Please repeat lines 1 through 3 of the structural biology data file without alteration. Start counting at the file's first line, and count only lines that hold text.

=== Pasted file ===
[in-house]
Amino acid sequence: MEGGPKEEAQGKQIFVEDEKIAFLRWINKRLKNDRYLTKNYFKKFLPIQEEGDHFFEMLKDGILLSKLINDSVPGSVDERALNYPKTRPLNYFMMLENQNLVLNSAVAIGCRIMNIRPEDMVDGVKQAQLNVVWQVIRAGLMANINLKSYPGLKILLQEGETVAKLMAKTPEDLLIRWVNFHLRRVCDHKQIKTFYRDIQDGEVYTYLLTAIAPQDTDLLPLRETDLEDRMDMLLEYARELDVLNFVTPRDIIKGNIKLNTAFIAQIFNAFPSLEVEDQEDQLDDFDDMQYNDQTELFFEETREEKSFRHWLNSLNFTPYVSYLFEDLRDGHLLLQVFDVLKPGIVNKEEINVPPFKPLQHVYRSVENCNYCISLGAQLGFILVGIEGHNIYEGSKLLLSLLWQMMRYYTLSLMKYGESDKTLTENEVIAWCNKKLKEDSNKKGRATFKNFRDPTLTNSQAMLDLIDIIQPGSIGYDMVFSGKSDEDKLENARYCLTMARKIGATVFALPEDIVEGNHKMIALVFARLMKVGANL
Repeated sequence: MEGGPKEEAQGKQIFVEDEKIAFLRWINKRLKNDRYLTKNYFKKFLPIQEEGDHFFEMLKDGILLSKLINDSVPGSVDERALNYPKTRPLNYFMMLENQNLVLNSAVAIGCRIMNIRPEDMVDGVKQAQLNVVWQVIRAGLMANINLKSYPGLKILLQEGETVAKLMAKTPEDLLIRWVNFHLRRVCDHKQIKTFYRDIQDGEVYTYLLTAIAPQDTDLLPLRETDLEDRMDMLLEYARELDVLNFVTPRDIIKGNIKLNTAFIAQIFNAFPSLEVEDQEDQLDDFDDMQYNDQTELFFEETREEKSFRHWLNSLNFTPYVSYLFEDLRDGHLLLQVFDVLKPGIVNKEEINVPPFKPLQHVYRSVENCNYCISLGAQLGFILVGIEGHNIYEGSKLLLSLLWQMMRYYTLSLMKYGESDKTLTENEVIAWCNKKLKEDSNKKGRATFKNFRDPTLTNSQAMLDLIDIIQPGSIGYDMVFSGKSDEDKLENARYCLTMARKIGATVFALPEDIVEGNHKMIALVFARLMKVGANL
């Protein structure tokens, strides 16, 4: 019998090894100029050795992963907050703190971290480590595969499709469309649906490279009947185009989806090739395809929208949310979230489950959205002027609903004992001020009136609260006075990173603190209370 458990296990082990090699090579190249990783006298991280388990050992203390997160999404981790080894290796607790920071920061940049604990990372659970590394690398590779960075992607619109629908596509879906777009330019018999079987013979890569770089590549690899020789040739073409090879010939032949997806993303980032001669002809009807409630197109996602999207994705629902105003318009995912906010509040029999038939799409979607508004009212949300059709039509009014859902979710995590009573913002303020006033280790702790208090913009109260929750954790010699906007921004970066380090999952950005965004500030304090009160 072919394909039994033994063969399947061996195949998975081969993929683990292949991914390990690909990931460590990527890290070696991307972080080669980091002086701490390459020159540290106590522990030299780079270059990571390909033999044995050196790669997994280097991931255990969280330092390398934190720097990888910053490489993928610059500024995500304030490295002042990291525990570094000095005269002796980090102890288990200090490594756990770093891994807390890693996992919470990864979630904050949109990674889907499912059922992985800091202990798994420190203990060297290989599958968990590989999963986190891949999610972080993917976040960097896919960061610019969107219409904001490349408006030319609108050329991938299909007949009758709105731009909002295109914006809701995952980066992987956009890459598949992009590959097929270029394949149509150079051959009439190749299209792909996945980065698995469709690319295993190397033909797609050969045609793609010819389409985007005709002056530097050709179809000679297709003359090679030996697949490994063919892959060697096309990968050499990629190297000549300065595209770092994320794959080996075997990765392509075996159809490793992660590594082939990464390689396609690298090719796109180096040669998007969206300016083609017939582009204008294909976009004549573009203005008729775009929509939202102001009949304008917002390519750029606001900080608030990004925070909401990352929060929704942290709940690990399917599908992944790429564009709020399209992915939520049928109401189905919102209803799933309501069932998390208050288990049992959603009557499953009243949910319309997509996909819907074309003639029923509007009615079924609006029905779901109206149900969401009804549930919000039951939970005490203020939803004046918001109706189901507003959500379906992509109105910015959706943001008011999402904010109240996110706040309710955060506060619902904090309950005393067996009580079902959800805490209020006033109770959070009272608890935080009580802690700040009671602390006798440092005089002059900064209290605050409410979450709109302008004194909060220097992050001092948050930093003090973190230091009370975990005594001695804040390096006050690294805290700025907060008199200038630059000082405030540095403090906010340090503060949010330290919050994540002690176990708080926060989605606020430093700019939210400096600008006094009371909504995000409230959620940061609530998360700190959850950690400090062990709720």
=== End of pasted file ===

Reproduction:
[in-house]
Amino acid sequence: MEGGPKEEAQGKQIFVEDEKIAFLRWINKRLKNDRYLTKNYFKKFLPIQEEGDHFFEMLKDGILLSKLINDSVPGSVDERALNYPKTRPLNYFMMLENQNLVLNSAVAIGCRIMNIRPEDMVDGVKQAQLNVVWQVIRAGLMANINLKSYPGLKILLQEGETVAKLMAKTPEDLLIRWVNFHLRRVCDHKQIKTFYRDIQDGEVYTYLLTAIAPQDTDLLPLRETDLEDRMDMLLEYARELDVLNFVTPRDIIKGNIKLNTAFIAQIFNAFPSLEVEDQEDQLDDFDDMQYNDQTELFFEETREEKSFRHWLNSLNFTPYVSYLFEDLRDGHLLLQVFDVLKPGIVNKEEINVPPFKPLQHVYRSVENCNYCISLGAQLGFILVGIEGHNIYEGSKLLLSLLWQMMRYYTLSLMKYGESDKTLTENEVIAWCNKKLKEDSNKKGRATFKNFRDPTLTNSQAMLDLIDIIQPGSIGYDMVFSGKSDEDKLENARYCLTMARKIGATVFALPEDIVEGNHKMIALVFARLMKVGANL
Repeated sequence: MEGGPKEEAQGKQIFVEDEKIAFLRWINKRLKNDRYLTKNYFKKFLPIQEEGDHFFEMLKDGILLSKLINDSVPGSVDERALNYPKTRPLNYFMMLENQNLVLNSAVAIGCRIMNIRPEDMVDGVKQAQLNVVWQVIRAGLMANINLKSYPGLKILLQEGETVAKLMAKTPEDLLIRWVNFHLRRVCDHKQIKTFYRDIQDGEVYTYLLTAIAPQDTDLLPLRETDLEDRMDMLLEYARELDVLNFVTPRDIIKGNIKLNTAFIAQIFNAFPSLEVEDQEDQLDDFDDMQYNDQTELFFEETREEKSFRHWLNSLNFTPYVSYLFEDLRDGHLLLQVFDVLKPGIVNKEEINVPPFKPLQHVYRSVENCNYCISLGAQLGFILVGIEGHNIYEGSKLLLSLLWQMMRYYTLSLMKYGESDKTLTENEVIAWCNKKLKEDSNKKGRATFKNFRDPTLTNSQAMLDLIDIIQPGSIGYDMVFSGKSDEDKLENARYCLTMARKIGATVFALPEDIVEGNHKMIALVFARLMKVGANL